New London County Historical Society, Inc.

11 Blinman Street, New London, CT 06320

Phone: 860-443-1209

3004, 2010

Governor Rell Proclaims Shaw Mansion Day

By |April 30th, 2010|Events Blog|Comments Off on Governor Rell Proclaims Shaw Mansion Day

Governor Rell proclaimed 30 April 2010 to be Shaw Mansion Day in the State of Connecticut and Congressman Joe Courtney dropped by to cut the ribbon as the New London County Historical Society celebrated the completion of a $60,000 project to add an accessible classroom and bathroom to the Shaw Mansion.

The project was made possible by support from the Connecticut Trust for Historic Preservation, the Community Foundation of Southeastern Connecticut, the Frank Loomis Palmer Fund administered by the Bank of America, and a matching grant from the State of Connecticut’s Historic Preservation Funds, administered by the Commission on Culture and Tourism.

New London County Historical Society President Deborah Donovan spoke of the difficulty of making some of our historic treasures accessible to individuals who have mobility problems and praised the State for their assistance. Rick Gipstein of Lindsay Liebig Roche Architects was the consulting architect on the project, and the contractor was LaBossiere builders of Norwich.

2004, 2010

Ribbon-cutting for Accessible Bathroom

By |April 20th, 2010|Events Blog|Comments Off on Ribbon-cutting for Accessible Bathroom

Friday 30 April, the New London County Historical Society will celebrate the completion of a $60,000 construction project to add an accessible bathroom and classroom to the 1845 wing of the Shaw Mansion. A reception will be held from 4:30pm to 6pm with the ribbon-cutting slated for 5:15.

The project was supported by grants from the Connecticut Trust for Historic Preservation, the Community Foundation of Southeastern Connecticut, The Frank Loomis Palmer Fund administered by the Bank of America, and through a matching grant from the State of Connecticut’s Community Investment Act, Historic Preservation Funds, administered through the Connecticut Commission on Culture and Tourism.

Consulting architect for the project was Rick Gipstein of Lindsay Liebig Roche Architects of New London, and the contractor was LaBossiere Builders of Norwich. Short-term funding assistance was obtained through the Southeastern Connecticut Enterprise Region (seCTer).

The project has transformed what was once the 19th century servant’s hall and  kitchen, and a small lavatory stuffed into a closet in the 1970s, into a large classroom and commodious bathroom which meets ADA guidelines. The entire first floor of the historic house is now accessible to visitors, with the bathroom accessible from both the inside and outside of the building. This will […]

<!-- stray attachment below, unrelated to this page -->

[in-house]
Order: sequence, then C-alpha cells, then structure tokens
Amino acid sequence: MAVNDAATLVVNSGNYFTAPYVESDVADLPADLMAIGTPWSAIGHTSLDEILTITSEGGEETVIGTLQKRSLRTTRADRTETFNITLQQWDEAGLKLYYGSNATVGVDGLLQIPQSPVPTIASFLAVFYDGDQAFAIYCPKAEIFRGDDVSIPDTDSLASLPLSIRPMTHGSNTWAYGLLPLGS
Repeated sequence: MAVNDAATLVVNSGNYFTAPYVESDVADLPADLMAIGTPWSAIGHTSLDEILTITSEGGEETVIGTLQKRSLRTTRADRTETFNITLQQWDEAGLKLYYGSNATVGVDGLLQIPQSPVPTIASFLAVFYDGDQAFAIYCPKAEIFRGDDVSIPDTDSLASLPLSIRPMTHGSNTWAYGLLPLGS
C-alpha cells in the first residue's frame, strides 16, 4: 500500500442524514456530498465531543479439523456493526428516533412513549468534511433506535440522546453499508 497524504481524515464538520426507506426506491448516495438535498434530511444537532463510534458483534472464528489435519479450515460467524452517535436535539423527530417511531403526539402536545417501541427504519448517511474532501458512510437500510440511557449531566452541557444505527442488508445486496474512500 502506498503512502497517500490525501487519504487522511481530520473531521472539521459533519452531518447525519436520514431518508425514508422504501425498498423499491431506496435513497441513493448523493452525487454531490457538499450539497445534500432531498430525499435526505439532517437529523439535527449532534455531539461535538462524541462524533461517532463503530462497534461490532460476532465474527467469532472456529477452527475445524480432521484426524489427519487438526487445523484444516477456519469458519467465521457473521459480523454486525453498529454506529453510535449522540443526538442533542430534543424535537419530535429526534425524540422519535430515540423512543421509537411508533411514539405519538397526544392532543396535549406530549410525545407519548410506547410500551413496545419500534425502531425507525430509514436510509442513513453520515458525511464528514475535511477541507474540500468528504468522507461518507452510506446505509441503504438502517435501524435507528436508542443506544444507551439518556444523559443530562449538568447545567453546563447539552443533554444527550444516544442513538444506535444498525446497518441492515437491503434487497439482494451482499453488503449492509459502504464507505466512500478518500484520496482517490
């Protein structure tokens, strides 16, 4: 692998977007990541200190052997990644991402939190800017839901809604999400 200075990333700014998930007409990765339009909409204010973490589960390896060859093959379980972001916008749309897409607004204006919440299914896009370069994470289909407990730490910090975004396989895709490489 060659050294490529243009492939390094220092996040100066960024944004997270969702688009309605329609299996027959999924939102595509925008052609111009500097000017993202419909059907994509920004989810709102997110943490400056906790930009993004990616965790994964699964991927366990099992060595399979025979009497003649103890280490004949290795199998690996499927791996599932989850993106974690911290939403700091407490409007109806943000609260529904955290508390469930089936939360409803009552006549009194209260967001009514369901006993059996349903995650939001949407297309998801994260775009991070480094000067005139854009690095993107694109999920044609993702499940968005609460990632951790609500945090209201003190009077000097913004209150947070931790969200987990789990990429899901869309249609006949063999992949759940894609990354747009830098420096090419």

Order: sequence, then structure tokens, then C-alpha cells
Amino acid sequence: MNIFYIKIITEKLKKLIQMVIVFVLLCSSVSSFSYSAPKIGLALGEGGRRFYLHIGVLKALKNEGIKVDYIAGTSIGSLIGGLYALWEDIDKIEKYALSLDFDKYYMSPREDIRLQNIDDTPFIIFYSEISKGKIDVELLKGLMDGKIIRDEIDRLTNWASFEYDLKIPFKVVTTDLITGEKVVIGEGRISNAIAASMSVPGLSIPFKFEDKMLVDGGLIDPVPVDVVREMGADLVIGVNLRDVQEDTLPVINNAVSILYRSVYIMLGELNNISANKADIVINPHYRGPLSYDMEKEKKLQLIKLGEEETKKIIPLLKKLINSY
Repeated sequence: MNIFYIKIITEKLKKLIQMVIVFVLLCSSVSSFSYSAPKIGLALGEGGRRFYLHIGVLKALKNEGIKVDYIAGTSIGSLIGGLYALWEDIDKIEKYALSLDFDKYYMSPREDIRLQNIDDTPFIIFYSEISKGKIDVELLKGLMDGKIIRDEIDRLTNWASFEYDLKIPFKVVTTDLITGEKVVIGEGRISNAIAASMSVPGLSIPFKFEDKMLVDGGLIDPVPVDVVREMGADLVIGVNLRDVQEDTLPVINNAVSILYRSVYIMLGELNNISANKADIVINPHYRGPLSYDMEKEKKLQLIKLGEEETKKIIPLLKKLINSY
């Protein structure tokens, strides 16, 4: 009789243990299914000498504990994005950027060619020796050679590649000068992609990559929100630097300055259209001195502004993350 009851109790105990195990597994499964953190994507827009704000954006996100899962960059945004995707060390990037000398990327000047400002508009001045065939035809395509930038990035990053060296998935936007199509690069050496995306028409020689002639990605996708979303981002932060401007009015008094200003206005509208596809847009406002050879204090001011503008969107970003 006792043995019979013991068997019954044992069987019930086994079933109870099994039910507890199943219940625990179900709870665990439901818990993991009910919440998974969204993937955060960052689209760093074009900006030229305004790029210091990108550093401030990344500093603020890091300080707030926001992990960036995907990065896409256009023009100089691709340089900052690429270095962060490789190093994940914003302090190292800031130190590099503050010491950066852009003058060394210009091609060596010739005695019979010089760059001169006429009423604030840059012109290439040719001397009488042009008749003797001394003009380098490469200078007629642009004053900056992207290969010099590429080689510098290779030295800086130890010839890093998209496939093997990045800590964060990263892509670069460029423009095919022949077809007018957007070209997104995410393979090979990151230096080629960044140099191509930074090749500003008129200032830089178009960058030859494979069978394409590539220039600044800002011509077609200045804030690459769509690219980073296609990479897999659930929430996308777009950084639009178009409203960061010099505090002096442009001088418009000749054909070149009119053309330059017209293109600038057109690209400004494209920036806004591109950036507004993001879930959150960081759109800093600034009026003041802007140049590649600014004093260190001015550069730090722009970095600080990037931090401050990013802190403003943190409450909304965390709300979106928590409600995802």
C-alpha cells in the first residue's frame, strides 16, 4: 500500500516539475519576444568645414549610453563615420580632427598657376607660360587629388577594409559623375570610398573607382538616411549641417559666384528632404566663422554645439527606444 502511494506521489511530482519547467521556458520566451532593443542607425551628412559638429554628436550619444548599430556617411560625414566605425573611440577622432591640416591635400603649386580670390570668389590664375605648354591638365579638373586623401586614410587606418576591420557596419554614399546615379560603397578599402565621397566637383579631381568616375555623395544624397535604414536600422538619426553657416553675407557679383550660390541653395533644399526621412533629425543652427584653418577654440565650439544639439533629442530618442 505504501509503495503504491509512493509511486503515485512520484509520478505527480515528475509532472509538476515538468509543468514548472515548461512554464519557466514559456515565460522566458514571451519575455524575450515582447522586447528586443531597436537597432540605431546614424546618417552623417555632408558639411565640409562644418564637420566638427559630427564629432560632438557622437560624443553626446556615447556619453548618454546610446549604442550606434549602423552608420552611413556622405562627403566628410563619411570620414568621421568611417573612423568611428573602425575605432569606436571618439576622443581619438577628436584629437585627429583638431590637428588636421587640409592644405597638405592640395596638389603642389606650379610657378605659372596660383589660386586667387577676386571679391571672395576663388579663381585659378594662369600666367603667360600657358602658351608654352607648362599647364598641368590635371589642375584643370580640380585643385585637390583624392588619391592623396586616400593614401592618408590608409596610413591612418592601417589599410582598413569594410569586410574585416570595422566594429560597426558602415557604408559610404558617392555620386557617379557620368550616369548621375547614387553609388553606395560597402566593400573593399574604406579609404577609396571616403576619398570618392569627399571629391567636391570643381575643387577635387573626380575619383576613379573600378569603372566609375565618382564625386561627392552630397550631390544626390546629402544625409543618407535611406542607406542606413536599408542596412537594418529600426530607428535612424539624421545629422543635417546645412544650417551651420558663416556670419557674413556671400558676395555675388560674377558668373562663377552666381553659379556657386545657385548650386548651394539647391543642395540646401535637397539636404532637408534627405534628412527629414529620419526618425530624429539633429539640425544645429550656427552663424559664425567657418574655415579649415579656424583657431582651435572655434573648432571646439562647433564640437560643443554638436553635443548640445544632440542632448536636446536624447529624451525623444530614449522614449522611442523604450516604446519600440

1004, 2010

This Treasure Matters

By |April 10th, 2010|Events Blog|Comments Off on This Treasure Matters

“Pride and Prejudice” cast members at the Shaw Mansion participated in a campaign of the National Trust for Historic Preservation. Faced with budget cuts eliminating Preserve America grant program, the National Trust has asked historic sites from around the country to send in their photos with the message that THIS TREASURE MATTERS. Between shows on Saturday, the cast were only too happy to pose for the photos that were submitted to the National Trust. See the photo slide show at http://www.preservationnation.org/take-action/this-place-matters/TPM-slideshow.html Mr. Darcy, portrayed by Daniel Dykes, and Jane Bennett, portrayed by Julie Rattey, share the message for the New London County Historical Society.

204, 2010

State Historian Walter Woodward to Speak at April Second Sunday

By |April 2nd, 2010|Events Blog|Comments Off on State Historian Walter Woodward to Speak at April Second Sunday

“New England’s Other Witch Hunt:  The Hartford Witch Hunt of the 1660s and the Changing Patterns of Prosecution.”

Walter Woodward, Connecticut’s State Historian, will be making a presentation based on his just published book, Prospero’s America: John Winthrop, Jr., Alchemy, and the Creation of New England Culture, 1606-1676. The presentation will take place on the Connecticut College Campus in Blaustein 210, on 11 April at 2pm, in a program co-sponsored by the Connecticut College history department and the New London County Historical Society.

The book is full of provocative insights. While some are familiar with alchemy, the common knowledge is usually limited to the idea that alchemy was a magical quest to turn lead into gold. Woodward leads us to understand how alchemy was much more than that, “an important contributing factor in the development of modern chemistry and experimental science.” In this work Woodward shows how Winthrop’s alchemical knowledge, and connections emanating from his participation in the Royal Society, empowered him locally, as a favored Connecticut governor, and at the Royal Court in England.

Combining religion, metallurgy, healing, an entrepreneurial spirit and political will, Woodward is able to enlighten the reader with how those elements intertwine. Winthrop’s efforts to found a NEW London […]